We have heard experts warn about how the fast paced digital world is affecting our attention spans and even changing how our brain processes information. Today’s technology has changed more than the way we communicate, it is also responsible for a noticeable and alarming increase in psychological behaviors among our youngest generation. As a result, we regularly analyze our children’s Internet addictions or frightening social media statistics to find ways to protect our children and create a safe environment to thrive in.
We often complain about their constant need to be swiping and scrolling. However, we are just scraping the surface as we focus on location tracking or disappearing messages. We need to reflect on how our own personal use of technology (and, yes, our beloved Smartphones included) is playing a role in the shaping of our children’s personalities and childhoods.
Distracted Parents And How It Affects Our Children
Many of us rely on our devices to check work emails, pay bills, get directions, and text for updates on our children’s locations. However, our connectivity can hinder our interaction with our children.
A recent study (conducted by Catherine Steiner-Adair, a prominent consulting and clinical psychologist from Harvard) found that over 1,000 children between the age of four up to eighteen allvoiced concerns about competing with technology to get their parent’s attention. They compared this struggle to sibling rivalry and how distracted parents can miss out on very important time for bonding.
Unfortunately, she is not alone on believing that a parent’s overuse of social media and devices can hinder appropriate skills from developing in our children. Dr. Mary C. Lamia, an expert on children’s emotions at the Wright Institute in Berkeley and former host of the weekly Radio Disney program, KidTalk with Dr. Mary, has found a correspondence between social media and the rise of narcissism in our children.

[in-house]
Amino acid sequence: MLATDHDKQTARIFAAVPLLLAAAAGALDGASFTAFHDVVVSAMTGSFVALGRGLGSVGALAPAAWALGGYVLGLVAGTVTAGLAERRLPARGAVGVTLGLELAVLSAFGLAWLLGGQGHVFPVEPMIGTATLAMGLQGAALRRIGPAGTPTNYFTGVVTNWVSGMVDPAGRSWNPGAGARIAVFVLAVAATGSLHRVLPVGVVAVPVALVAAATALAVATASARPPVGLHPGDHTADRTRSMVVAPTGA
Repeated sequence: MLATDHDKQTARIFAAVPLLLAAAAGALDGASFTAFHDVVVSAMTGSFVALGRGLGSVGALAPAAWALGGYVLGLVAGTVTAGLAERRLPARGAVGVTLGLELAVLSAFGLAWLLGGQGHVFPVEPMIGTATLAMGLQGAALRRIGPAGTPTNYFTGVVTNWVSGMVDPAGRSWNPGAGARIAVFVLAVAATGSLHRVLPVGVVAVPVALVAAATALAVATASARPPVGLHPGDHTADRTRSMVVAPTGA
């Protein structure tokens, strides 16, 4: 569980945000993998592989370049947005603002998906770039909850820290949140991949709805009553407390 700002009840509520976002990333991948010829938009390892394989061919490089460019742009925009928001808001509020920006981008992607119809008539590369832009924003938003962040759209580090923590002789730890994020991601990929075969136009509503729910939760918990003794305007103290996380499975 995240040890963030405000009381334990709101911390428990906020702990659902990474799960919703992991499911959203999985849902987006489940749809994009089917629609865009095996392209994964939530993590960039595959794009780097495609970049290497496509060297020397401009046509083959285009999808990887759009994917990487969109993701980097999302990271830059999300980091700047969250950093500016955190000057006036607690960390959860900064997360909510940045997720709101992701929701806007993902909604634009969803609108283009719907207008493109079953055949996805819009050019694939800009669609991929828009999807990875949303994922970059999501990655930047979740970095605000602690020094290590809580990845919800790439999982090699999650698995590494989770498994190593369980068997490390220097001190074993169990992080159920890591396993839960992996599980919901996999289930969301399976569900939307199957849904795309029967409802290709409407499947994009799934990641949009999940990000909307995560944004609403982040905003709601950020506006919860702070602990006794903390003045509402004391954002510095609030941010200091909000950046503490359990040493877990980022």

Social Media And Shame
To understand how putting our Smartphones down can save our kids from narcissism, we need to examine how social media has the power to create intense feelings of shame. Most experts and educators tend to pinpoint the outside influences and pressures that stem from cyberbullying as the main problem, but Dr. Lamia believes that parents should be more focused on how social media preys on our own “internal pressures that we place on ourselves.”
This comparison of ourselves to other people’s edited realities can be very disconcerting and damaging to our psyche. These feelings can overflow and leave us feeling disconnected from our peers. This process often leads to shame and that has the power to cause people to become depressed, bullies, or victims.
The Link Between Shame And Narcissism
Often the emotion of shame can be a motivating factor in developing a self-focused personality. The members of the psychiatric field believe that Narcissistic Personality Disorder is a true mental disorder where a person portrays an enlarged sense of importance due to the desire to hide their inner flaws.This brings us to how a lot of parents and children use social media to cement our place in social circles.
We are all guilty at some point of comparing our accomplishments and situations to our friends’. Facebook envy can be a struggle to overcome when we see our friends buying a new house, landing a promotion, having a new baby, or taking another cruise. Our children are no different. We see all the highs, but tend fail to see the lows, setbacks, and struggles.
Five Ways Parents Can Combat Narcissism
Experts feel that shame and narcissism go hand-in-hand with its origins in early childhood- specifically around age two or three. This self-denial can spiral out of control and lead to larger problems as a child ages. Here are five ways parents can take a proactive approach to hanging up on narcissism before it causes problems later:
- Look for ways to teach our children empathy at a young age. Model compassion, teach kindness, talk about emotions, and volunteer as a family.
- Focus on quality family time and communication. Focus on being engaged and listening- even if that means silencing your phone.
- Avoid updating your social media sites constantly with a child’s brags or cheers. Make sure your children understand that achievements aren’t the only thing that defines who they are and that the world doesn’t revolve around them.
- Start a conversation about ways social media profiles are often manufactured to portray a desired image. This allows children to witness how profile grooming isn’t always reality.
- Monitor a child’s social media or technology use. One of the most effective ways to ward off narcissism is to be aware of a child’s online interactions.
Parents need to be aware of how our relationship with technology can spill over into our children’s development. These unintended consequences of our need to text or update feeds can inadvertently hinder a child’s chances for future success. Our priority should be modeling a healthy relationship with technology by dialing back our control for our children’s sake.